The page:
Influencing behavior through both choice architecture and pricing differentials challenges many employers, however. There is a fear factor in play (“some of my people will be unhappy”), as well as financial issues, because the corporate managers responsible for food services often have their compensation linked to the division’s profitability. You make a lot more money selling soda than you do selling romaine. The same perverse financial conundrum appears when corporate food service companies run cafeterias. The on-site chef and managers typically operate on a tightly managed budget that leaves them little flexibility to seek out and provide healthier options.
A chef employed by one of thelargest corporate food service providersin the country told me last year that he could not substitute higher protein Greek yogurt for the sugar-soaked, low-protein yogurt in his breakfast bar. When I asked why, he told me that Greek yogurt was not on his ordering guide, and he was not allowed to buy it from a local club warehouse and bring it in. In this same company, beverage coolers were stuffed to overflowing with sugar-sweetened drinks, all of which were front and center (and cheap), while waters and low-fat milk were shunted to the side coolers. In another scenario, health system leaders I met with last year all raised their hands when I asked if they had wellness programs and kept them up when I asked if they also sold sugar-sweetened beverages in their cafeterias at highly profitable prices. The irony was completely lost on them. They had to be walked through the inconsistency of telling their employees to take (worthless) HRAs and biometrics, but then facilitating access to $0.69 22 oz fountain sodas.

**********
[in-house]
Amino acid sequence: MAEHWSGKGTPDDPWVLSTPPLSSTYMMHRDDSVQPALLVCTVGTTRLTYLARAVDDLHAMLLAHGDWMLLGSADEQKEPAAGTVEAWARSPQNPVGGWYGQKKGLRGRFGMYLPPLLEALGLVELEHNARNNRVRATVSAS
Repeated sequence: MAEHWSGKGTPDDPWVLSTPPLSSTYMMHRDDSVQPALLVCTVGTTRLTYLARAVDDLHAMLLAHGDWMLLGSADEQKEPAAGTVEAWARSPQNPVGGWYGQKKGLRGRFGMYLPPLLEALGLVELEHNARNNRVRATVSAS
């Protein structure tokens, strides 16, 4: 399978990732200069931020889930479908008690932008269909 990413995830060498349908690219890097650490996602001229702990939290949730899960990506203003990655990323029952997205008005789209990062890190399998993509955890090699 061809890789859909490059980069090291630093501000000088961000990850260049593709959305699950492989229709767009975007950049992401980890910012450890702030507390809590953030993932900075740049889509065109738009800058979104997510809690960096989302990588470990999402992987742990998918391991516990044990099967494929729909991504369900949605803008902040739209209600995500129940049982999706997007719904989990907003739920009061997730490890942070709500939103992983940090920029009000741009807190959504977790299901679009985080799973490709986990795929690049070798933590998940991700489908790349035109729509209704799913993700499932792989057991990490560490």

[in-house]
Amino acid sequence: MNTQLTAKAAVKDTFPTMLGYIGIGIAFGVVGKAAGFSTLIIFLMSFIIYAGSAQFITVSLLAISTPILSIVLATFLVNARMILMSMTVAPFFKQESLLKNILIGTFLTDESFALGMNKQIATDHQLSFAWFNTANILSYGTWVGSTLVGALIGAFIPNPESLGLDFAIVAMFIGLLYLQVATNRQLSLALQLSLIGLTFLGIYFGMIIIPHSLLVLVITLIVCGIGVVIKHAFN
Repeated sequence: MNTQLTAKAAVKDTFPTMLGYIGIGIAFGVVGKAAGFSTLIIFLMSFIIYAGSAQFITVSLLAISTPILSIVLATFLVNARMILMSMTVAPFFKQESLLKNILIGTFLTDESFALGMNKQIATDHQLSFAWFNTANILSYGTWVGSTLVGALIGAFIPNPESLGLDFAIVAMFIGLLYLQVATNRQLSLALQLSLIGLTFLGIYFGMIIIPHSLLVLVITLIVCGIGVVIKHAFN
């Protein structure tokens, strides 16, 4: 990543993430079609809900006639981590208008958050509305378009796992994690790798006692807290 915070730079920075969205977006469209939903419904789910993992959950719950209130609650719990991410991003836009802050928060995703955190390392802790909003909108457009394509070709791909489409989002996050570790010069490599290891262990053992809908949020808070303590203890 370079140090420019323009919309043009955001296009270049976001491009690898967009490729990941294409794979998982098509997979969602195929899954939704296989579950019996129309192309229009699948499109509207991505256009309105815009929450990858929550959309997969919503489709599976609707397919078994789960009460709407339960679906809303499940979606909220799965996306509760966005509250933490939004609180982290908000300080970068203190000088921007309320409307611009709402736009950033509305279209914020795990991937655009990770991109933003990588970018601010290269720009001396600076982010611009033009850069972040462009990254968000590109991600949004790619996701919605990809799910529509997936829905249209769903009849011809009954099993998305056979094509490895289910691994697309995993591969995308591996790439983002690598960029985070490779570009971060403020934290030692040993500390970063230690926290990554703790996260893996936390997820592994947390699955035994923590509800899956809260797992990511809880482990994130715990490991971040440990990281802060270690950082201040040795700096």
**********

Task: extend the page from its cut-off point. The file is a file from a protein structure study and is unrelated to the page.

Walgreens, the country’s largest drugstore chain, announced on April 4th that its 330+ Take Care Clinics will be the first retail store clinics to both diagnose and manage chronic conditions like asthma, diabetes, high blood pressure, and high cholesterol. The Nurse Practitioners (NPs) and Physician Assistants (PAs) who staff these clinics will provide an entry point into treatment for some of these conditions, setting Walgreens apart from competitors like Target and CVS whose staff help manage already-established chronic illnesses or are limited to testing for and treating minor, short-lived ailments like strep throat.
A one-stop shop for toothpaste, prescription drugs, and a diabetes diagnosis? The retail clinic phenomenon has its appeal: it allows patients convenience and better access to care through longer hours and more locations than our health care system now provides. Walgreens leaders bill their latest offering as a complementary service to traditional medical care. They envision close collaboration with physicians and even inclusion in Accountable Care Organizations, according to reporting by Forbes’ Bruce Japsen (though it’s not clear how the retailer would share the financial risk or savings in such a model).